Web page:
A 'blower' switch again sends the bridge humbucker's full output to the jack but 'remembers' its previous setting. All in all, it's one of the most comprehensive and usable set-ups we've seen on any axe.
While we love the AM's light but expertly aged nitro lacquer we were curious as to the reasoning behind it. "I just thought it would be cool to combine modern features and playability with the vibe of a vintage instrument," says Guthrie.
"It's funny though: while it's a relatively guilt-free transition from SRV to Rory Gallagher levels of cosmetic disrepair, a sickening feeling always accompanies that first 'ding' in any brand-new guitar. So the light ageing alleviates that problem by starting the process for you."
And to the thorny subject of playability! How does a simple blues guitarist, such as this reviewer, assess the playability of a guitar that Guthrie's recordings plainly demonstrate can do things he could never hope to accomplish?
Clearly, anything that any six-string could do - in Guthrie's case million-notes-a-second licks, unfathomable string bends and every kind of physical abuse - it shrugs off with ease. Suffice it to say, it plays superbly in every sense - the satin smooth neck feeling gorgeous and the stainless steel frets imparting fantastic precision.
Basswood has long been lauded for its tonal transparency - it exerts very little colour on the guitar's sound but enables the fingers, pickups and controls to get on with business. Guthrie's view is that overall it's more consistent.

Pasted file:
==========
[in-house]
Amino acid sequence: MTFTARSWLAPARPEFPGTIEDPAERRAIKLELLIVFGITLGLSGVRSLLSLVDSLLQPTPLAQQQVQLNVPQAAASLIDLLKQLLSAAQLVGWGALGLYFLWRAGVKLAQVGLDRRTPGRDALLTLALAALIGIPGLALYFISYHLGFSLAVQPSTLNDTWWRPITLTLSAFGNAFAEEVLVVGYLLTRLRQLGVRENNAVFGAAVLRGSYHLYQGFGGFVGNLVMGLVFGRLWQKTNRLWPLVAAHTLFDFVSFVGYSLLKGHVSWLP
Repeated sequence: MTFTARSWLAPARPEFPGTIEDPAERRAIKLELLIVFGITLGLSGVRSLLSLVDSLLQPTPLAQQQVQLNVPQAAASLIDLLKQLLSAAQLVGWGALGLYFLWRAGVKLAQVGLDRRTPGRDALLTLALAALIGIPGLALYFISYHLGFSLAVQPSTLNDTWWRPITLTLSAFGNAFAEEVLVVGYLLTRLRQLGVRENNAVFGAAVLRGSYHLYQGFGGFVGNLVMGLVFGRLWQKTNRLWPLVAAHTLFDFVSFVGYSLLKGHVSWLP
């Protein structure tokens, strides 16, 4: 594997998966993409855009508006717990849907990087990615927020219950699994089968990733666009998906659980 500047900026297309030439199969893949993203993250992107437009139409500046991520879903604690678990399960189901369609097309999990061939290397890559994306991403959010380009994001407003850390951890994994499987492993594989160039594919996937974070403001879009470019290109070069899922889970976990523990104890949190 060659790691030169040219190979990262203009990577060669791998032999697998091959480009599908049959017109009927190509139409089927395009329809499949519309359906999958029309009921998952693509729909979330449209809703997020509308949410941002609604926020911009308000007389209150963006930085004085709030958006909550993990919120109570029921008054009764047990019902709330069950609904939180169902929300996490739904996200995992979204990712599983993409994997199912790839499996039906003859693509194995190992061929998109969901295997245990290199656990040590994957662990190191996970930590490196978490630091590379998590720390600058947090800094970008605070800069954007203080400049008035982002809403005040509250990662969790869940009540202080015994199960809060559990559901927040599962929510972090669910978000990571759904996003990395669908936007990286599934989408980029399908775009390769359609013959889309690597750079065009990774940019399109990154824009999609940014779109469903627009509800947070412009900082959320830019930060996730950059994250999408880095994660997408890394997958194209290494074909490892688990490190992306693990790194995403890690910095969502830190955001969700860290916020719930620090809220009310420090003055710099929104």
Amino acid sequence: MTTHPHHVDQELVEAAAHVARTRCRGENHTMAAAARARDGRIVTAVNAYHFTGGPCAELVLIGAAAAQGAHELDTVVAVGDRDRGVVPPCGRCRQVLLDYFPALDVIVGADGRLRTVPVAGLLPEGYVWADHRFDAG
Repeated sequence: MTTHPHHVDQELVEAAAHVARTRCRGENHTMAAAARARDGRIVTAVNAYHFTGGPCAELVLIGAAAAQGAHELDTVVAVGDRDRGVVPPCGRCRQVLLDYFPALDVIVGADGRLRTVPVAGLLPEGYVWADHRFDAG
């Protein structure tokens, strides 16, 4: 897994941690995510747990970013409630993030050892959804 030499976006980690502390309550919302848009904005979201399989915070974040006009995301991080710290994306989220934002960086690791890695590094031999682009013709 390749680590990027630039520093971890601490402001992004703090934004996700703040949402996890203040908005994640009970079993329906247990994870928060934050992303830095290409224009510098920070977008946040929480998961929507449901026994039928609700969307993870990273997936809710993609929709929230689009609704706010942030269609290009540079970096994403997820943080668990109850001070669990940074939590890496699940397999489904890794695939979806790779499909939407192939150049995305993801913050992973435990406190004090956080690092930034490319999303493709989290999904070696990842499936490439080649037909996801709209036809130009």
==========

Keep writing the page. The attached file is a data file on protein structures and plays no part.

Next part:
"Whereas mahogany has that distinct mid-range bark, this combination seems to bring out every frequency equally," he opines. "I'm not convinced that the maple cap makes a huge difference, but the neck really adds life in the top end.
"Harmonics pop out, sustained chords ring for days and the clean tone is more sparkly when running through an overdriven amp with the guitar's volume pot rolled down."
Playing the Antique Modern through a Two-Rock Jet highlights everything Govan says, and to be honest it's hard to find anything to add. The guitar's usability is still stunning; especially when in an instant the blower switch can take you from a clean Stratty tone to full-throttle bridge humbucker - and back again!
The summary of our recent Govan Set-Neck review began: "A signature guitar can be a hotch-potch of ideas that relate too specifically to one player's style for you or me. But Guthrie's innate logic makes his signature Suhr an instrument with which almost any guitarist could bond."
Those words also apply perfectly here – in fact perhaps even more so, since the Antique Modern does everything so well, without the intrusion of that mahogany honk.
It's got to be said it's a better looker too, and we have no qualms about the ageing - including that excellent roasted maple neck. At a chunk under three grand, it's fairly priced, too.
Since we have Mr Govan at our disposal, let's allow him a few final words: "In a trio setting such as The Aristocrats this guitar sounds bigger and fills out more frequencies," he muses. "Arguably, it's also the most versatile of my three models, in terms of being able to do the clean stuff and filthy stuff equally well.
"So I guess it's my current preference because it seems so well suited to the Aristocrats stuff. For the record, apart from one track where I used my old ES-335, I recorded the whole thing with it." Enough said!